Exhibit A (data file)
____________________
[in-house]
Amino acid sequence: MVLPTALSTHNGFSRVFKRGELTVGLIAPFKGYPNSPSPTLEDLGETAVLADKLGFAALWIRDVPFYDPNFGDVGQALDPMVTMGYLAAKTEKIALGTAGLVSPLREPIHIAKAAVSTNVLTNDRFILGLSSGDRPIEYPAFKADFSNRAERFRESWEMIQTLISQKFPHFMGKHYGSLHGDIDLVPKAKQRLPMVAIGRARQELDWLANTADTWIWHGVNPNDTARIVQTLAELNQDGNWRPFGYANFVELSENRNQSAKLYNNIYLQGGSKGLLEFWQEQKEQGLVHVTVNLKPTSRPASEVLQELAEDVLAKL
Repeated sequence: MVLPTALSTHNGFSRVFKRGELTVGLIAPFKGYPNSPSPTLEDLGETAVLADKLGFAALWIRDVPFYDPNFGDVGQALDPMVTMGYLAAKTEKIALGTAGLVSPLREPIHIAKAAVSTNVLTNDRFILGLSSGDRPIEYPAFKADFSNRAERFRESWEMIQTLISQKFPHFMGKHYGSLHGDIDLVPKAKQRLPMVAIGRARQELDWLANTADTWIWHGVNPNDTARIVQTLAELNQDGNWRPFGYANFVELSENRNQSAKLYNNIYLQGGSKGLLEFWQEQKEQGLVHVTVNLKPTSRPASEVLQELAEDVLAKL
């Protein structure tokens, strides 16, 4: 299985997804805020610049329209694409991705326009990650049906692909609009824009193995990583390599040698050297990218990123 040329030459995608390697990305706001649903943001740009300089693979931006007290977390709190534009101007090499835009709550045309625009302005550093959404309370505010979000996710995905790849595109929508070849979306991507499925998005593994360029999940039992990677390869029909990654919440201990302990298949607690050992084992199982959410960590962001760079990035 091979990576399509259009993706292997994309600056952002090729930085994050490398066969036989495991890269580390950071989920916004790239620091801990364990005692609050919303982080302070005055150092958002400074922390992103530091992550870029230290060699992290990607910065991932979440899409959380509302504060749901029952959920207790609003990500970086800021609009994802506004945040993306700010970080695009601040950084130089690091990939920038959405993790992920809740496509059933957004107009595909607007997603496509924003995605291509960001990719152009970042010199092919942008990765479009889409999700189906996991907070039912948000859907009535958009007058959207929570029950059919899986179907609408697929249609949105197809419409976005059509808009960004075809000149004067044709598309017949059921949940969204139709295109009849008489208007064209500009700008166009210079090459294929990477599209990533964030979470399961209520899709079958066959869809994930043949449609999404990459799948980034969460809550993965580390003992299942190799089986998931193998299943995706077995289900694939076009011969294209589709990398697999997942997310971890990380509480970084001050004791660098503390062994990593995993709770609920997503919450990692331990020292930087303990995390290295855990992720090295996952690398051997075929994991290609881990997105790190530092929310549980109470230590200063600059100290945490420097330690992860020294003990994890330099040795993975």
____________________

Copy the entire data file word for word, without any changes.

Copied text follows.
[in-house]
Amino acid sequence: MVLPTALSTHNGFSRVFKRGELTVGLIAPFKGYPNSPSPTLEDLGETAVLADKLGFAALWIRDVPFYDPNFGDVGQALDPMVTMGYLAAKTEKIALGTAGLVSPLREPIHIAKAAVSTNVLTNDRFILGLSSGDRPIEYPAFKADFSNRAERFRESWEMIQTLISQKFPHFMGKHYGSLHGDIDLVPKAKQRLPMVAIGRARQELDWLANTADTWIWHGVNPNDTARIVQTLAELNQDGNWRPFGYANFVELSENRNQSAKLYNNIYLQGGSKGLLEFWQEQKEQGLVHVTVNLKPTSRPASEVLQELAEDVLAKL
Repeated sequence: MVLPTALSTHNGFSRVFKRGELTVGLIAPFKGYPNSPSPTLEDLGETAVLADKLGFAALWIRDVPFYDPNFGDVGQALDPMVTMGYLAAKTEKIALGTAGLVSPLREPIHIAKAAVSTNVLTNDRFILGLSSGDRPIEYPAFKADFSNRAERFRESWEMIQTLISQKFPHFMGKHYGSLHGDIDLVPKAKQRLPMVAIGRARQELDWLANTADTWIWHGVNPNDTARIVQTLAELNQDGNWRPFGYANFVELSENRNQSAKLYNNIYLQGGSKGLLEFWQEQKEQGLVHVTVNLKPTSRPASEVLQELAEDVLAKL
């Protein structure tokens, strides 16, 4: 299985997804805020610049329209694409991705326009990650049906692909609009824009193995990583390599040698050297990218990123 040329030459995608390697990305706001649903943001740009300089693979931006007290977390709190534009101007090499835009709550045309625009302005550093959404309370505010979000996710995905790849595109929508070849979306991507499925998005593994360029999940039992990677390869029909990654919440201990302990298949607690050992084992199982959410960590962001760079990035 091979990576399509259009993706292997994309600056952002090729930085994050490398066969036989495991890269580390950071989920916004790239620091801990364990005692609050919303982080302070005055150092958002400074922390992103530091992550870029230290060699992290990607910065991932979440899409959380509302504060749901029952959920207790609003990500970086800021609009994802506004945040993306700010970080695009601040950084130089690091990939920038959405993790992920809740496509059933957004107009595909607007997603496509924003995605291509960001990719152009970042010199092919942008990765479009889409999700189906996991907070039912948000859907009535958009007058959207929570029950059919899986179907609408697929249609949105197809419409976005059509808009960004075809000149004067044709598309017949059921949940969204139709295109009849008489208007064209500009700008166009210079090459294929990477599209990533964030979470399961209520899709079958066959869809994930043949449609999404990459799948980034969460809550993965580390003992299942190799089986998931193998299943995706077995289900694939076009011969294209589709990398697999997942997310971890990380509480970084001050004791660098503390062994990593995993709770609920997503919450990692331990020292930087303990995390290295855990992720090295996952690398051997075929994991290609881990997105790190530092929310549980109470230590200063600059100290945490420097330690992860020294003990994890330099040795993975």